We were walking the streets of Milan, Italy, when this scam happened. Two chaps offered a bracelet to Daniel, and when he said no, said something along the lines of ‘But it’s just a gift, to say welcome.’ – this kind of thing is designed to make you feel guilty. You feel rude for brushing them off, so you end up saying okay. Or at least, Daniel did. They put one around his wrist, and before I knew it, they also had one around mine. It was on securely, there was no getting that off in a hurry. Then, of course, they demanded money. They wouldn’t let us pass them so there was no choice in the matter. Daniel offered up the change that he had in his pocket, but, they decided that it wasn’t enough. Eventually, we gave them five euros.

Now, five euros is not a lot of money, but handing it over was certainly painful. We hadn’t asked for the bracelets, we would have never chosen to buy them, and Milan is expensive enough as it is. That five euros could have bought us a couple of coffees, or a cheap dinner from a supermarket. We were irritated by this experience for around an hour, before we pulled ourselves together and decided to laugh at it. We made the decision to keep those bracelets on for as long as possible, and eventually they lasted for around three years before they fell off. So, five euros? What a bargain. Thanks guys, for the long lasting quality product.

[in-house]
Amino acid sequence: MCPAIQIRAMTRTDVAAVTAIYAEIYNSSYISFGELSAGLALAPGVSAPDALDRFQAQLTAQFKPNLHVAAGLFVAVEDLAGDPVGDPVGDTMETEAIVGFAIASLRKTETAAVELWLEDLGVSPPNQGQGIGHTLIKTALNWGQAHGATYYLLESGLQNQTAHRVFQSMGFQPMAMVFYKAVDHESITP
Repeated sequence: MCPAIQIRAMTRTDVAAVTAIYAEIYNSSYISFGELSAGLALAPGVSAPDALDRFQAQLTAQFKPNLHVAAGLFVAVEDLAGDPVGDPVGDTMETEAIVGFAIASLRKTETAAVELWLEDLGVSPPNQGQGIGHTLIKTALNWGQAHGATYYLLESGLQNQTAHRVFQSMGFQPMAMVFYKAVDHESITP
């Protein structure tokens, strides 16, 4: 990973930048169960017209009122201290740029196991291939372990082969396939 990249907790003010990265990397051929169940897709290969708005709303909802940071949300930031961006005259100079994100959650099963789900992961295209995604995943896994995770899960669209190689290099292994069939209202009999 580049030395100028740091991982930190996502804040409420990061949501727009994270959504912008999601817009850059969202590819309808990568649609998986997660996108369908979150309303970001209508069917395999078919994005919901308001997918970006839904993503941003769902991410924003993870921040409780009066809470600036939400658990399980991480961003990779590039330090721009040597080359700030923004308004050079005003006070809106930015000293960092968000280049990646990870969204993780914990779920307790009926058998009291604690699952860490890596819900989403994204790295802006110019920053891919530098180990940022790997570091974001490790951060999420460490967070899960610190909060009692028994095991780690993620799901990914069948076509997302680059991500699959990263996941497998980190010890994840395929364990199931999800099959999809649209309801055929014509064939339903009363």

And now, the scams we have avoided:

The New Friends

This is a strange one that happened to Daniel in Beijing, China. As I was studying at Beijing Normal University, I was elsewhere that day, and Daniel was walking the streets with a person staying at his hostel.

We had read previous to this that this may be a scam, which is why Daniel and his friend avoided it. Two young local women invited them to a tea ceremony. The idea of this is that you go to the tea ceremony, and are faced with a huge bill at the end that you are forced to pay. If you Google ‘Tea Ceremony Scam’ you will find many occurrences of this.

Best to politely decline, as Daniel did, and move on. If you do want to attend a tea ceremony that’s fine, but book it through a reputable company or via someone you know.

The Art Gallery

Again, in Beijing, China, we were previously warned not to accept stranger’s invitations to art galleries as this could be a scam. So, when we were approached on our way to a night market, we politely declined. This is similar to the tea ceremony in that you are pressured to buy art, and faced with a huge bill.

 

If you are scammed by any of these or others, don’t give yourself a hard time for it. These people are trained to scam, they have immense experience of cold reading and tricking people. Do your best to put it behind you and continue to enjoy your travels.

Do you have any similar experiences or tips to share? Let us know!